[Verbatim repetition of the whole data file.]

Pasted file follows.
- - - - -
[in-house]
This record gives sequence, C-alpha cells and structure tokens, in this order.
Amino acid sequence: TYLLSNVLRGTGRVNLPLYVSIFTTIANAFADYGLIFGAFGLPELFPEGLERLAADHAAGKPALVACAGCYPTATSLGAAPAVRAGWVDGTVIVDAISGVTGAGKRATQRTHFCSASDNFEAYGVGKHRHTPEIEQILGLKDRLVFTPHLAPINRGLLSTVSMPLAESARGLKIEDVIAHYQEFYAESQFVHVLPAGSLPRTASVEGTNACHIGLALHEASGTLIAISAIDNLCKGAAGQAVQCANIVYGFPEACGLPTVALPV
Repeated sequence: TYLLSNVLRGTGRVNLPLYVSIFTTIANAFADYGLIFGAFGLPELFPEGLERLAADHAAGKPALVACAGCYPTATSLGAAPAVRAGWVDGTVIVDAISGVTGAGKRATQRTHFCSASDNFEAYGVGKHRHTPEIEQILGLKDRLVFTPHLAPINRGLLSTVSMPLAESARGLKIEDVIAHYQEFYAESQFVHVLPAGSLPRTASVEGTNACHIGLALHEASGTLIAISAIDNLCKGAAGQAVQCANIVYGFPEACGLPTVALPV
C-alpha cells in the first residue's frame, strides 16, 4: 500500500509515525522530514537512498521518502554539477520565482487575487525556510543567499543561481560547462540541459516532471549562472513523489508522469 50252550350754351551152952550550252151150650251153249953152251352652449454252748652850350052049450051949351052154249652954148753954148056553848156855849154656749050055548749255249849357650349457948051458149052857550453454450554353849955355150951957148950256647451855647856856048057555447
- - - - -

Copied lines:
[in-house]
This record gives sequence, C-alpha cells and structure tokens, in this order.
Amino acid sequence: TYLLSNVLRGTGRVNLPLYVSIFTTIANAFADYGLIFGAFGLPELFPEGLERLAADHAAGKPALVACAGCYPTATSLGAAPAVRAGWVDGTVIVDAISGVTGAGKRATQRTHFCSASDNFEAYGVGKHRHTPEIEQILGLKDRLVFTPHLAPINRGLLSTVSMPLAESARGLKIEDVIAHYQEFYAESQFVHVLPAGSLPRTASVEGTNACHIGLALHEASGTLIAISAIDNLCKGAAGQAVQCANIVYGFPEACGLPTVALPV
Repeated sequence: TYLLSNVLRGTGRVNLPLYVSIFTTIANAFADYGLIFGAFGLPELFPEGLERLAADHAAGKPALVACAGCYPTATSLGAAPAVRAGWVDGTVIVDAISGVTGAGKRATQRTHFCSASDNFEAYGVGKHRHTPEIEQILGLKDRLVFTPHLAPINRGLLSTVSMPLAESARGLKIEDVIAHYQEFYAESQFVHVLPAGSLPRTASVEGTNACHIGLALHEASGTLIAISAIDNLCKGAAGQAVQCANIVYGFPEACGLPTVALPV
C-alpha cells in the first residue's frame, strides 16, 4: 500500500509515525522530514537512498521518502554539477520565482487575487525556510543567499543561481560547462540541459516532471549562472513523489508522469 50252550350754351551152952550550252151150650251153249953152251352652449454252748652850350052049450051949351052154249652954148753954148056553848156855849154656749050055548749255249849357650349457948051458149052857550453454450554353849955355150951957148950256647451855647856856048057555447